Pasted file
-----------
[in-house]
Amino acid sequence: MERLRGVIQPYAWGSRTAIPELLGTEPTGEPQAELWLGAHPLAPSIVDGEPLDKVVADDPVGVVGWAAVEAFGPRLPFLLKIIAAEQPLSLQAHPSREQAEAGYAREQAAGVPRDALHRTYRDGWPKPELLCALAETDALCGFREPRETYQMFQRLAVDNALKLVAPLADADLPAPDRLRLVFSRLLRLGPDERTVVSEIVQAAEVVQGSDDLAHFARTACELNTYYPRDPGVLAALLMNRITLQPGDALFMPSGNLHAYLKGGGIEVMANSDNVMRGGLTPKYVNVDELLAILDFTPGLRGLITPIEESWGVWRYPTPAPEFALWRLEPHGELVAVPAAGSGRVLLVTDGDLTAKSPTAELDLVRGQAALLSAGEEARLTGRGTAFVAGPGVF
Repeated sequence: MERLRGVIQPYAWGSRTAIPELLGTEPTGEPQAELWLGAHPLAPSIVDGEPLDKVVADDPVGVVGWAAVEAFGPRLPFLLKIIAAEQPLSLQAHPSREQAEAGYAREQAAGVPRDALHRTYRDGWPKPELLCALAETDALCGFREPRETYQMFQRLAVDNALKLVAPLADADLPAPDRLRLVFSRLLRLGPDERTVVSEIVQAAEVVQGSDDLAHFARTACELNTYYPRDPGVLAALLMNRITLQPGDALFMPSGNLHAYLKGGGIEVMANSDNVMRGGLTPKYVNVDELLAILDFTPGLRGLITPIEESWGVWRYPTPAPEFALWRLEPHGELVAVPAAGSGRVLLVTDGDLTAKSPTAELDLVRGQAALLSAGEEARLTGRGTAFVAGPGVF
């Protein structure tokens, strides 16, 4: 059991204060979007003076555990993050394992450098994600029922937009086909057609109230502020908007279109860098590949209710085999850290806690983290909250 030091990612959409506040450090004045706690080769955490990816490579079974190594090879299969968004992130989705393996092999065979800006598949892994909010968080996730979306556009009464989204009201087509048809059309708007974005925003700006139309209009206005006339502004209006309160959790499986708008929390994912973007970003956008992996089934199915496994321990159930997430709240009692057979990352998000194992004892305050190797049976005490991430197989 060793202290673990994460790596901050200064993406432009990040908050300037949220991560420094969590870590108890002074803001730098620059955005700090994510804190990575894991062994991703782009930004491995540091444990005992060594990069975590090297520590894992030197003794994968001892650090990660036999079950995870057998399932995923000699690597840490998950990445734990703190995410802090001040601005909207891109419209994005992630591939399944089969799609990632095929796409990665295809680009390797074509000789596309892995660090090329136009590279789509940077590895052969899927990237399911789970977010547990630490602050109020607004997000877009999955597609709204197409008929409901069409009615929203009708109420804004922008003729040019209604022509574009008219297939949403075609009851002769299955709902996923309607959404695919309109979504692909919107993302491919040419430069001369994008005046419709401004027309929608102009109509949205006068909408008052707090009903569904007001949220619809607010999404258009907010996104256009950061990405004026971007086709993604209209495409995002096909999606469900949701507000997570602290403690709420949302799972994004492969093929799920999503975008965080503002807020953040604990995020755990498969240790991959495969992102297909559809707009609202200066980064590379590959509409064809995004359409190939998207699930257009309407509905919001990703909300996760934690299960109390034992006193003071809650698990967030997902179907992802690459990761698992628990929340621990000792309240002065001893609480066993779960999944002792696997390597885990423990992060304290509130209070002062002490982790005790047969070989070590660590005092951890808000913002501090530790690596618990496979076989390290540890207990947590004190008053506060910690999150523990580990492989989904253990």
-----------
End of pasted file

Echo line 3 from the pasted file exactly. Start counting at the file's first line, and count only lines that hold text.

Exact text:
Repeated sequence: MERLRGVIQPYAWGSRTAIPELLGTEPTGEPQAELWLGAHPLAPSIVDGEPLDKVVADDPVGVVGWAAVEAFGPRLPFLLKIIAAEQPLSLQAHPSREQAEAGYAREQAAGVPRDALHRTYRDGWPKPELLCALAETDALCGFREPRETYQMFQRLAVDNALKLVAPLADADLPAPDRLRLVFSRLLRLGPDERTVVSEIVQAAEVVQGSDDLAHFARTACELNTYYPRDPGVLAALLMNRITLQPGDALFMPSGNLHAYLKGGGIEVMANSDNVMRGGLTPKYVNVDELLAILDFTPGLRGLITPIEESWGVWRYPTPAPEFALWRLEPHGELVAVPAAGSGRVLLVTDGDLTAKSPTAELDLVRGQAALLSAGEEARLTGRGTAFVAGPGVF